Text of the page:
Frank 151:  As a creative, your natural impulse is just to make stuff, but then getting it to people and selling it is another skill set. How have you found the balance between these two things as a creator trying to live off his art and creative work?

Crisp: This can be difficult as there is a fine balance between staying true to your artform and selling out and doing art that sells! I find many street artists especially in Australia have to hustle hard doing commercial murals to pay the bills due to the high cost of living and the lack of the arts being supported here. Sport is king here whereas I’ve found artists have more opportunities in the US and Europe through stronger art markets.

I’m lucky in a way as I’m a practising physiotherapist too so I don’t have to rely on my art to pay my way, therefore I don’t have to rely on keeping clients or audiences happy. I can do what I want or choose what projects I want to work on. Saying that juggling both is a constant tug of war time wise as if I do more of one thing than the other I miss the other and feel unbalanced.

Frank 151: Do you really see a difference between street art and fine art? And where would you place yourself in that? in that? You know, that middle ground?

Crisp: Depends how you define these concepts as they can interplay and become one and the same but I see it from a site specific standpoint. Street art is in the urban environment and fine art is what you see in galleries and museums but street art can be fine art once these artists work is being exhibited in these spaces.

I personally feel more comfortable and at home in doing street art. Creating or placing works on walls especially in unplanned and spontaneous unexpected locations is the true nature of urban art to me. Walking or driving around our cities and towns and seeing a new piece pop up is an awesome feeling of discovery and is rare considering over saturation of advertising and paid pretty murals our councils control.

Frank 151: What do you personally think about the traditional rules of graffiti? What is the current state of graffiti and street art in Australia? 

Crisp: I respect the traditions of graffiti and street art. I think unfortunately these days there are a lot of artists in this space that either don’t know these ways or just don’t respect them. Where writers are the main proponents of illegal works in the street most street artists are only doing legal and commissioned pieces which means it losses its edge and legitimacy to a degree I feel. Most of my early work was illegal and not paid at all and was a form of activism and highlighting important issues that I felt weren’t being highlighted the way they should in mainstream media. Street art to me has always had roots in activism and sending a message without censorship, manipulation or influence. I can’t comment on the graffiti scene as I’m not a writer but street art is also very city dependent, Melbourne has a strong urban art scene still whereas Sydney is pretty weak in terms of the number of street artists getting up in its purest form – illegal and bold!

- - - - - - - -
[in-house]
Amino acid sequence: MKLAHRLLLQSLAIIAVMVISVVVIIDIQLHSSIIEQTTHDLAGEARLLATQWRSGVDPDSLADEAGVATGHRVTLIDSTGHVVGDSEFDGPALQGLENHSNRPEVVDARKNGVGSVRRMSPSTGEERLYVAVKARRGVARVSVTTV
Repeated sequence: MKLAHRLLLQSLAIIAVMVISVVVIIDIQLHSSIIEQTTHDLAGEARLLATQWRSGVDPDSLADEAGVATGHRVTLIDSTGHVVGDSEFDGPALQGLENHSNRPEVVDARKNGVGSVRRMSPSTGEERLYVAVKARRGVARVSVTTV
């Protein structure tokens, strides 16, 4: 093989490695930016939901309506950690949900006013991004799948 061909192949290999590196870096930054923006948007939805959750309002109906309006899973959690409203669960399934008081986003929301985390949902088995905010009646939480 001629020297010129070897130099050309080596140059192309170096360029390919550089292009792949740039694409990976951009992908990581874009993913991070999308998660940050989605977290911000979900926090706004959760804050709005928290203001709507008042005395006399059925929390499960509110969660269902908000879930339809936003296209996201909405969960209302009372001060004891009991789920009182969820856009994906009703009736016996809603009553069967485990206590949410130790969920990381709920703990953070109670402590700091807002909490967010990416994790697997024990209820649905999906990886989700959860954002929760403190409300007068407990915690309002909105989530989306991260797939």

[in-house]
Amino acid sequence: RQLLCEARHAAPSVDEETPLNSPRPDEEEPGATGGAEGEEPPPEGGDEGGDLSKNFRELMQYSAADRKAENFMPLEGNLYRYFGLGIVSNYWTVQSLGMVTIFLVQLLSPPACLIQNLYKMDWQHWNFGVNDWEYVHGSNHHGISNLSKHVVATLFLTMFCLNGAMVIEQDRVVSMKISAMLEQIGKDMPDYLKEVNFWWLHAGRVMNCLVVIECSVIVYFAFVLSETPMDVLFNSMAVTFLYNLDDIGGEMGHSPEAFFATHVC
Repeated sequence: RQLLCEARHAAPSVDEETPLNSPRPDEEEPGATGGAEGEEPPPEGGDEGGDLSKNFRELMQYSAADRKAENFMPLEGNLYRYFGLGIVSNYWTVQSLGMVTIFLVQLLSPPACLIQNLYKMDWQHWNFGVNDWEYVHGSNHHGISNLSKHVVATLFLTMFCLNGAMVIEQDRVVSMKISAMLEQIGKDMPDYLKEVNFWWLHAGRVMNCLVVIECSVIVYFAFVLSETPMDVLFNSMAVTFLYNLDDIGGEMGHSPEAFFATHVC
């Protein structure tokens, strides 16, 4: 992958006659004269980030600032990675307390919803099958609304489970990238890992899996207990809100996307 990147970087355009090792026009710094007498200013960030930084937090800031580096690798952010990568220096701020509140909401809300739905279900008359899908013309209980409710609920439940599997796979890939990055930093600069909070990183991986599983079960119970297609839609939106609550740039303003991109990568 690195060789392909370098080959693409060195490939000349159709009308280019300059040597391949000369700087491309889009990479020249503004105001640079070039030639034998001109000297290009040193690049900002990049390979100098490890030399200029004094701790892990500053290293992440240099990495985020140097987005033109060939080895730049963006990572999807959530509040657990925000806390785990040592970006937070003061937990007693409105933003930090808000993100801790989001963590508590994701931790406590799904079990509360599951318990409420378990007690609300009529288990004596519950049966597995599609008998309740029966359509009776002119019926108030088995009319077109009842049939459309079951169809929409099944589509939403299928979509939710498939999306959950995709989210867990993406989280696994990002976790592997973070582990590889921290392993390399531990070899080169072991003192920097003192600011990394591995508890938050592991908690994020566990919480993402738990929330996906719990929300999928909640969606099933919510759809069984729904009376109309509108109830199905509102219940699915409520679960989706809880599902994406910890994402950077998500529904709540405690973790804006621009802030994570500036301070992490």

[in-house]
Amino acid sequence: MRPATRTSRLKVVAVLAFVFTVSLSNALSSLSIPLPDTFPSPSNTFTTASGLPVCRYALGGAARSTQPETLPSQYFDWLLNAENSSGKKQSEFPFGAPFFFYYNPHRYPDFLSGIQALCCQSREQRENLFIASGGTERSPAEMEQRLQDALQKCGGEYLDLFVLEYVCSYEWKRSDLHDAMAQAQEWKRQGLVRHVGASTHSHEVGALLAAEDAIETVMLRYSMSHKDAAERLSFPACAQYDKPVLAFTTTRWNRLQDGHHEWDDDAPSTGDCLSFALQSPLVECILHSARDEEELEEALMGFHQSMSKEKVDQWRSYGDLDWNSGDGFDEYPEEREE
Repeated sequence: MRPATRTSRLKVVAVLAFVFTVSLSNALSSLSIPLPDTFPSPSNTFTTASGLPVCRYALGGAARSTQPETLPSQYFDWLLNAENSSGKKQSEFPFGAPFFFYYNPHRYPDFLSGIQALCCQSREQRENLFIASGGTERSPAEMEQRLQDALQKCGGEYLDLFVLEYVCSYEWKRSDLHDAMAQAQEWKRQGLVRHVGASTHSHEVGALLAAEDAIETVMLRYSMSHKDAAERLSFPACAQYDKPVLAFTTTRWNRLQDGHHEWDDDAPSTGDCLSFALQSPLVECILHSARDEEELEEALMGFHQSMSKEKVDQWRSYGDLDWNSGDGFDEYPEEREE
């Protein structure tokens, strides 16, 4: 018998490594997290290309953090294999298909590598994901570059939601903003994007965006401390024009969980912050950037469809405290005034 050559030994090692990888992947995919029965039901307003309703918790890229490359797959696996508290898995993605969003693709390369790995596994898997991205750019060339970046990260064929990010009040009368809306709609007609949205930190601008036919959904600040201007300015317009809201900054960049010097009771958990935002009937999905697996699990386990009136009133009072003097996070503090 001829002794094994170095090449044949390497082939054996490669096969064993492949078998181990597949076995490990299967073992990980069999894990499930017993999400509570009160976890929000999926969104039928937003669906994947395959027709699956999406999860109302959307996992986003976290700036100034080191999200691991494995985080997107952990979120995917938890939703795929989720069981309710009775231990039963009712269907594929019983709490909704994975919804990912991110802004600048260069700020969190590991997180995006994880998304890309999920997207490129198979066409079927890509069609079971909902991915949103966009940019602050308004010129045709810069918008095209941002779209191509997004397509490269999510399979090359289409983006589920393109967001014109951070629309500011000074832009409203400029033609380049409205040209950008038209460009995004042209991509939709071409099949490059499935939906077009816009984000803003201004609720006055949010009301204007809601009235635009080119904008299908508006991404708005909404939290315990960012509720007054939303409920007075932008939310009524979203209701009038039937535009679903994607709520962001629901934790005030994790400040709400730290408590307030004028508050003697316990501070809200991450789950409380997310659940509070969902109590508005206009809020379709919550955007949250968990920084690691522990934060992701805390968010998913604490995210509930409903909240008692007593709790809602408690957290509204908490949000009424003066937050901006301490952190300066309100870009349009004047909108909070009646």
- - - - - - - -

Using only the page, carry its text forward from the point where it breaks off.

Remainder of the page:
Frank 151: Do you prefer painting on canvas or in the streets?

Crisp: Definitely the streets!


Frank 151: You do a lot of different forms or art from Star wars statues to murals of iconic Australian wild life, what inspires you to play in so many different forms of art?

Crisp: I get bored easily and I think I grew up playing with so many different mediums I love chopping and changing things up! I have fun playing with popular cultural icons and mixing them up with more traditional concepts and ideas! Also I like to move from 2 dimensional to 3D planes as I find sculpture is under represented in the urban art world. Placing my sculptures around cities adds an extra element people aren’t expecting on their commute or walk or drive! It’s drives curiosity and playfulness!



Frank 151: What are some projects you’ve got going on right now?

Crisp: I’ve got some cool projects in the works, one being a large mural highlighting the plight of local threatened species in the New England area of NSW Australia. Another facilitating the realisation of a large mural for a youth hub inspired by designs from a diverse mix of rural First Nations, Refugee, Migrant and local children. Plus some secrets missions I always keep in the mix.